Following his Father's death in 1932, Lowry was to spend the next seven years caring for his elderly, bed-ridden Mother, who completely ruled his life. She demanded his attention, and Lowry could only get to paint late at night. He said, "She did not understand my painting, but she understood me, and that was enough". Lowry observers say that these were years of isolation and growing despair, reflected in his paintings, where they depicted derelict buildings and wastelands "as mirrors of himself". When she died, painting was his "salvation".

Success came with his first London exhibition in 1939 - the year his Mother died, but at the same time he was moving away from the subjects that people wanted him to paint - the subjects that had brought him success.

It was his loneliness that brought about change. "Had I not been lonely none of my works would have happened". From this period there are some difficult pictures to like of solitary figures and down and outs.  "I feel more strongly about these people than I ever did about the industrial scene. They are real people, sad people. I'm attracted to sadness and there are some very sad things. I feel like them".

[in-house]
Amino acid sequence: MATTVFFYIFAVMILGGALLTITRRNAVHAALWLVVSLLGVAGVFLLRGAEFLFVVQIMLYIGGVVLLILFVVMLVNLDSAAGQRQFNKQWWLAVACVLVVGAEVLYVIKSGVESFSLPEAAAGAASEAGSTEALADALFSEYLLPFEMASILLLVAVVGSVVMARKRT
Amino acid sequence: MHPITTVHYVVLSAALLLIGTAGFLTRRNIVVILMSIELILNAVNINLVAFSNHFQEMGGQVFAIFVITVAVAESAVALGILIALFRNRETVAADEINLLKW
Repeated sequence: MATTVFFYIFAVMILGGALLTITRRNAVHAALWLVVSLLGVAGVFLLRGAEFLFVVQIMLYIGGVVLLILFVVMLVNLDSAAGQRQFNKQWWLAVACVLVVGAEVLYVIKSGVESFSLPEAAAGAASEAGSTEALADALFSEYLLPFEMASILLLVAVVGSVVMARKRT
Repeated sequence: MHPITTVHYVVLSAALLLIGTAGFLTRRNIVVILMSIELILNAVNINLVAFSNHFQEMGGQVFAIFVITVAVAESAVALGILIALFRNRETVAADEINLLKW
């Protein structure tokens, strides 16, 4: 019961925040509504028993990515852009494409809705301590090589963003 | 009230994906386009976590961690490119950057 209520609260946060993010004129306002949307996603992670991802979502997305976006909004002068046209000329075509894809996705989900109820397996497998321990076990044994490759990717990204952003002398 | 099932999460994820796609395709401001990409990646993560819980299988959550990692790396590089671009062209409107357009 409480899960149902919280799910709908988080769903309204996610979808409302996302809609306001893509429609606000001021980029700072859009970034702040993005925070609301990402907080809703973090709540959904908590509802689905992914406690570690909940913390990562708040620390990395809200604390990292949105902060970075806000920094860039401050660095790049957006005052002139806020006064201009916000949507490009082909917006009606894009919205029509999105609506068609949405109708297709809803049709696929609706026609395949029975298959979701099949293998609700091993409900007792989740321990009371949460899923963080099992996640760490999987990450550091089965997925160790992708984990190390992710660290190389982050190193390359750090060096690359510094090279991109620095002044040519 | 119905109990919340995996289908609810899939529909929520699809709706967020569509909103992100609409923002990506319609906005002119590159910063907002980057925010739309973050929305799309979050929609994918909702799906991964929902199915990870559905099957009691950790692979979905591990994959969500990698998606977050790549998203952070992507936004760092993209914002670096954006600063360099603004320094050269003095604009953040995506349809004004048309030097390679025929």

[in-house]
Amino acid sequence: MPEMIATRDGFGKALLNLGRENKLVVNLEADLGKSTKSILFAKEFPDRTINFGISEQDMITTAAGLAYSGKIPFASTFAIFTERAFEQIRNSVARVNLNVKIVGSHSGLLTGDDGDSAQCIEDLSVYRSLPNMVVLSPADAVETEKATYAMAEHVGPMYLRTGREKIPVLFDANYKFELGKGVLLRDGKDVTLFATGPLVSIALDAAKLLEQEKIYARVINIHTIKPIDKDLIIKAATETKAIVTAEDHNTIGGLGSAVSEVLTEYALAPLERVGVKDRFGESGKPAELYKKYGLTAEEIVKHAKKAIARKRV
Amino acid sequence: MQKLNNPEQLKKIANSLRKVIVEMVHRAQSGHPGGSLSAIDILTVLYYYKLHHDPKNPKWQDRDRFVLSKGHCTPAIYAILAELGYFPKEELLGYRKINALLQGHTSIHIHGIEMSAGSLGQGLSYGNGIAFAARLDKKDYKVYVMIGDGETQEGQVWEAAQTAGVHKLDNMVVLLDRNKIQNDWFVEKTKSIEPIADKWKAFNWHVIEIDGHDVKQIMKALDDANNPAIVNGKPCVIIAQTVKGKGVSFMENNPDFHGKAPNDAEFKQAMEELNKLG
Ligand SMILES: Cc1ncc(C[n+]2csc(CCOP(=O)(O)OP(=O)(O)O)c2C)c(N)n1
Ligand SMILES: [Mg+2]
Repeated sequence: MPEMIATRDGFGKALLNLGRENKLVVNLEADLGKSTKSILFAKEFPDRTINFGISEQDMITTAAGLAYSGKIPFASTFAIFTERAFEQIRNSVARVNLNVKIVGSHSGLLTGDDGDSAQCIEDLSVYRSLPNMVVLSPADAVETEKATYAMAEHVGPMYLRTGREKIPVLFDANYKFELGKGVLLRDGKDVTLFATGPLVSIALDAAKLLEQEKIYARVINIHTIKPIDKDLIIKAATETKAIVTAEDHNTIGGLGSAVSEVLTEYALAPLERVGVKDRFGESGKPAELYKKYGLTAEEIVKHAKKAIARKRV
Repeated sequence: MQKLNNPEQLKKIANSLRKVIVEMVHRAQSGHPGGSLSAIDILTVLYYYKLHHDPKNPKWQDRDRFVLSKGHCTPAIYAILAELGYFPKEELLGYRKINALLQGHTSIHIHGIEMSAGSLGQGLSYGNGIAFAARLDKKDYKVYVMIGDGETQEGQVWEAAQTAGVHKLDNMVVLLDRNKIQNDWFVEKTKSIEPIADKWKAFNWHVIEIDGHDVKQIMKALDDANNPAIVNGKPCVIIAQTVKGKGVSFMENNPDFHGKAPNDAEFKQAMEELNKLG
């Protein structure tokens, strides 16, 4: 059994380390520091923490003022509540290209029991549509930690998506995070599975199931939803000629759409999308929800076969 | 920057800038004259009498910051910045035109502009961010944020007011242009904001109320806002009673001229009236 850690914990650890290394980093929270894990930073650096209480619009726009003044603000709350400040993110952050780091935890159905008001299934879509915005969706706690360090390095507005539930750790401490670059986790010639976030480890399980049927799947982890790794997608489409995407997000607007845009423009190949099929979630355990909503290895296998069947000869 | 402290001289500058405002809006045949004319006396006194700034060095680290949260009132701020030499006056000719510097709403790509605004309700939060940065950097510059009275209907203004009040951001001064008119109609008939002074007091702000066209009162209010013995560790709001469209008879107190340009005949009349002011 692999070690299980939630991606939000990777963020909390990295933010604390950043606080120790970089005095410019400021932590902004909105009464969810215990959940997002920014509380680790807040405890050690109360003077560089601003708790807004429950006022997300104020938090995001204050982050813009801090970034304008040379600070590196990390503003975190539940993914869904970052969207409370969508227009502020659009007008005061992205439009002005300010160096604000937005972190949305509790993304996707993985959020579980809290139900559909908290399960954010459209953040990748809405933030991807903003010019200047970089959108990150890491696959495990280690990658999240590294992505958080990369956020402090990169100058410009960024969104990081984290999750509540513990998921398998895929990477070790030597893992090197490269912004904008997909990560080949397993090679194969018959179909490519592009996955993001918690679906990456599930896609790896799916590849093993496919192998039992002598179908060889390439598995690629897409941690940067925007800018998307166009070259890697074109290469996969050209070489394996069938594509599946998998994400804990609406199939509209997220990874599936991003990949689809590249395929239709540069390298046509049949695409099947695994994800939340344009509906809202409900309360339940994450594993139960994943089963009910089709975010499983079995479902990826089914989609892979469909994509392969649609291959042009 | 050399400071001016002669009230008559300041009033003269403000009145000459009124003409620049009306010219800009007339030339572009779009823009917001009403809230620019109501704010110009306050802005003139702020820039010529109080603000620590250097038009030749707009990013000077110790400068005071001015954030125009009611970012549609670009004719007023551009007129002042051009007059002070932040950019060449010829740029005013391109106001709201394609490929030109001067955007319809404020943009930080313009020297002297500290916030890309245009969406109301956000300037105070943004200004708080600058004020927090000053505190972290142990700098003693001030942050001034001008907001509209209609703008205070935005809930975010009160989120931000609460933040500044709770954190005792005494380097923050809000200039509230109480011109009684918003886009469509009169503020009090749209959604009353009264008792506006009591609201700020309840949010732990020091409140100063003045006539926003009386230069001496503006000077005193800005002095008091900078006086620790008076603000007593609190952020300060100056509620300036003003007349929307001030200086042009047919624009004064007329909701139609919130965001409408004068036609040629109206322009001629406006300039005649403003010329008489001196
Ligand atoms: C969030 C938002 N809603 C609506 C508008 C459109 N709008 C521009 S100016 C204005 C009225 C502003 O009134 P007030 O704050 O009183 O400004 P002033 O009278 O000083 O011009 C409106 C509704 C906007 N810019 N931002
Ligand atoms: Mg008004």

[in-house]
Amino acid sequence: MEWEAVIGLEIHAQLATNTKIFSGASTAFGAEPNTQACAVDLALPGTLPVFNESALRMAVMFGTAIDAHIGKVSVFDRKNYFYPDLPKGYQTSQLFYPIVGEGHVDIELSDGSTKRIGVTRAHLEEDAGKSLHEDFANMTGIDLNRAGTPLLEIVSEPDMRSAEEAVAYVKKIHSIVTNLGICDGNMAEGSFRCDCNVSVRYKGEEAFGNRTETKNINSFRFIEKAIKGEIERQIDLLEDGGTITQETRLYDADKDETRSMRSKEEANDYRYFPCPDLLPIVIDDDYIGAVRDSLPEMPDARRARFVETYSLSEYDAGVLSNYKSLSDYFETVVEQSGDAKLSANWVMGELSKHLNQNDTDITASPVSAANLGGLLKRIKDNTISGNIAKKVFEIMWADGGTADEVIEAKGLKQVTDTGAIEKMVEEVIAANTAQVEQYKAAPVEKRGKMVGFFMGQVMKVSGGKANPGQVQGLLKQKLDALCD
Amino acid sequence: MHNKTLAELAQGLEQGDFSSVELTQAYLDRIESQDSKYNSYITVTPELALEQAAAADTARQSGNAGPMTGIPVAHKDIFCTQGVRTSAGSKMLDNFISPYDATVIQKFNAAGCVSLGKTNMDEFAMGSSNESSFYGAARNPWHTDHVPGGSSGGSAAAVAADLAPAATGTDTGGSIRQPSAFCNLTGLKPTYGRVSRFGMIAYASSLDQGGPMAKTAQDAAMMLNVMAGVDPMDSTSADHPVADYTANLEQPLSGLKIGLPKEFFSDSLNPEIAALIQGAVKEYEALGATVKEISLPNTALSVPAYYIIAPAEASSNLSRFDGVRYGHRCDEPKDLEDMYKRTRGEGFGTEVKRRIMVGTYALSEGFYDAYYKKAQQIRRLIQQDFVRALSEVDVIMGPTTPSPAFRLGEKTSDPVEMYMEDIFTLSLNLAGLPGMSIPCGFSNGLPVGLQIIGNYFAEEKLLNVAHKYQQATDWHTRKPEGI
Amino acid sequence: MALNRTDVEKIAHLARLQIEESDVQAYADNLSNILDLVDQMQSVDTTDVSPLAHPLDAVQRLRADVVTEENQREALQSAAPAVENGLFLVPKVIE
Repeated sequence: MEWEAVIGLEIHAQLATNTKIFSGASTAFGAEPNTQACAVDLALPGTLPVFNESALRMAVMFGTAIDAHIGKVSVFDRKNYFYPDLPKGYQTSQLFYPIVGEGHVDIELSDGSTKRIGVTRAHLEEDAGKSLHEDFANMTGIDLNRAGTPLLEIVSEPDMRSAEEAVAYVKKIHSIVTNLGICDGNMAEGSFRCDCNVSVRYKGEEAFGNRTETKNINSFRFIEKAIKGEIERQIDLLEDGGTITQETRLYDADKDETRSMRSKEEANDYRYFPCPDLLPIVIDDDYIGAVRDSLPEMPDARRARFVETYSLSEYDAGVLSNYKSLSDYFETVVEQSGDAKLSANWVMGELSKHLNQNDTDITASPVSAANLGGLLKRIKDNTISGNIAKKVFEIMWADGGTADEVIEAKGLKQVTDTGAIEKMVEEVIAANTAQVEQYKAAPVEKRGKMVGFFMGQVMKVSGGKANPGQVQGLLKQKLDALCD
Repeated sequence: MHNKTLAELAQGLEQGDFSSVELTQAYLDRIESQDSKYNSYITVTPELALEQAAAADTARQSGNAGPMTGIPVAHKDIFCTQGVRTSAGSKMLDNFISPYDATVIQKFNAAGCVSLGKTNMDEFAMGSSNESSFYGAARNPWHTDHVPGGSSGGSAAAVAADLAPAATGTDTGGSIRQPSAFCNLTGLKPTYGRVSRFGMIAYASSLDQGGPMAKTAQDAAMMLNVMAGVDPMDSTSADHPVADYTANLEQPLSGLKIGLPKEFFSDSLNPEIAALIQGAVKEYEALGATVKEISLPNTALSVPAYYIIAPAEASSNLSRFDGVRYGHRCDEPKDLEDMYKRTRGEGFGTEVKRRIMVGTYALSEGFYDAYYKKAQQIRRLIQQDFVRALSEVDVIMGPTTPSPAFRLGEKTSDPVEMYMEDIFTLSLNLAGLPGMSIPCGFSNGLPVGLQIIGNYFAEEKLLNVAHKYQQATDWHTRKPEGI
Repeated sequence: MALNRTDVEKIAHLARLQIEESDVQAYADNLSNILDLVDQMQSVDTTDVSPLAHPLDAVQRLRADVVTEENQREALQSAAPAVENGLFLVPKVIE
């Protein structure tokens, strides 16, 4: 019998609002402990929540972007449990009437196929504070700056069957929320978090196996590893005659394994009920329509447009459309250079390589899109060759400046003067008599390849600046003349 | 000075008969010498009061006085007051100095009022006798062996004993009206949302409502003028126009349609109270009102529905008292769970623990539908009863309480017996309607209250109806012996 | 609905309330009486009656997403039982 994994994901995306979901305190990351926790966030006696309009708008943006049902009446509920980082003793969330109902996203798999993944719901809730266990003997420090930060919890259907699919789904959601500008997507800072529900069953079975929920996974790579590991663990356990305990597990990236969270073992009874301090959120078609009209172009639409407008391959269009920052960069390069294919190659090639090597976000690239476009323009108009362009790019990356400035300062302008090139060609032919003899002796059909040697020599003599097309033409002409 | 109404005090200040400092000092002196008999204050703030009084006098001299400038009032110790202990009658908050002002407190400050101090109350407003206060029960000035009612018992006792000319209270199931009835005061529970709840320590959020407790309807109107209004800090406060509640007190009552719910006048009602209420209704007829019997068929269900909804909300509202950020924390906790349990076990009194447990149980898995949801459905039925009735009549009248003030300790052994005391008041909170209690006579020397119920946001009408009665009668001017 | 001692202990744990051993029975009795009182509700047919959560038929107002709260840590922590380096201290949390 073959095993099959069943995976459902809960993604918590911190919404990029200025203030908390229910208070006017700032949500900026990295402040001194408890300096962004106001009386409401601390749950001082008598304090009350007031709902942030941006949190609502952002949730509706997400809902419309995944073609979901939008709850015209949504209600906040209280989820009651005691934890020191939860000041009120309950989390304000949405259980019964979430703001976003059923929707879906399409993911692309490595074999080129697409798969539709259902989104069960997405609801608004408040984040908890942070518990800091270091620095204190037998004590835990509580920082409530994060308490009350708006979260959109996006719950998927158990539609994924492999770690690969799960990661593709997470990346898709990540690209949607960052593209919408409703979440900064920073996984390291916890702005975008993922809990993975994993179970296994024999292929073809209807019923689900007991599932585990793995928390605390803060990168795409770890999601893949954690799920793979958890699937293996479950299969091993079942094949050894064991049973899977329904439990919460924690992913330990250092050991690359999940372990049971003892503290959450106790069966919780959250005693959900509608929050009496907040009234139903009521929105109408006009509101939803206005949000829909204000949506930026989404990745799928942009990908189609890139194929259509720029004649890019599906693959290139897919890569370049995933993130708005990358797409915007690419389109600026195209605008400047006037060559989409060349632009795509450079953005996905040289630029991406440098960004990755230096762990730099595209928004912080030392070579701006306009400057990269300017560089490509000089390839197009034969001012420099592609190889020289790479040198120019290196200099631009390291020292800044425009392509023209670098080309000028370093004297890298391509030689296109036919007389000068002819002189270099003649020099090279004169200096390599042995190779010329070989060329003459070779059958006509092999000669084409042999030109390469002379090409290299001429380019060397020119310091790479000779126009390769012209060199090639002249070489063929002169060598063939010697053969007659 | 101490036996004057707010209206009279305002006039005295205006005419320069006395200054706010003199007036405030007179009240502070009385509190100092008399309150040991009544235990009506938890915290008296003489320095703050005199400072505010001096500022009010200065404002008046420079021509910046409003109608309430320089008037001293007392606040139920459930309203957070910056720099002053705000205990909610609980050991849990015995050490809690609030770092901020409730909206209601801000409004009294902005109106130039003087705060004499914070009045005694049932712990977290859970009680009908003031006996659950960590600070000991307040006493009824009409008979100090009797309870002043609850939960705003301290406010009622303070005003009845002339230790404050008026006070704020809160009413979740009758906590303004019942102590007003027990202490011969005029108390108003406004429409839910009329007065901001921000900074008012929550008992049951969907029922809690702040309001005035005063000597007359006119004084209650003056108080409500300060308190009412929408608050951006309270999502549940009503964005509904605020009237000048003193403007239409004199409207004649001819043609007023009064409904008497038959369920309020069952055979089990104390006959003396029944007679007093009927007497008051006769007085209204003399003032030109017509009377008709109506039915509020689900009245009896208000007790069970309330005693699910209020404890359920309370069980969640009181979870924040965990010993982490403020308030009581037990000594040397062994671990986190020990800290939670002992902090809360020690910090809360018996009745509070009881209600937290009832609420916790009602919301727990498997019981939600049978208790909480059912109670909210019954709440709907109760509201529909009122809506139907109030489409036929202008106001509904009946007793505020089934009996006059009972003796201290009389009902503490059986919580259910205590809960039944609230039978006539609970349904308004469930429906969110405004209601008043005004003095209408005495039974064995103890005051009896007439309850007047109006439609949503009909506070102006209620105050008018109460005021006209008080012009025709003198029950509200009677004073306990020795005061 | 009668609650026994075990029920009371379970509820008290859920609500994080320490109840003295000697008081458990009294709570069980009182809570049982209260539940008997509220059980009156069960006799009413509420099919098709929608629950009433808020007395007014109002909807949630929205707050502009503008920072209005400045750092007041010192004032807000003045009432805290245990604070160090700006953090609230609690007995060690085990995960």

There is no doubt that Lowry was a complex and brilliant artist. On the one hand he paints crowds of happy people going to a football match, as well as happy families enjoying a day out at the fairground. On the other hand he paints brooding, staring portraits and unpopulated landscapes. This is what makes L.S. Lowry such a great twentieth century artist.

I shall be back to the exhibition in the new year,as knowing what I do now should help me to understand and appreciate his paintings even more. It has been a really good day.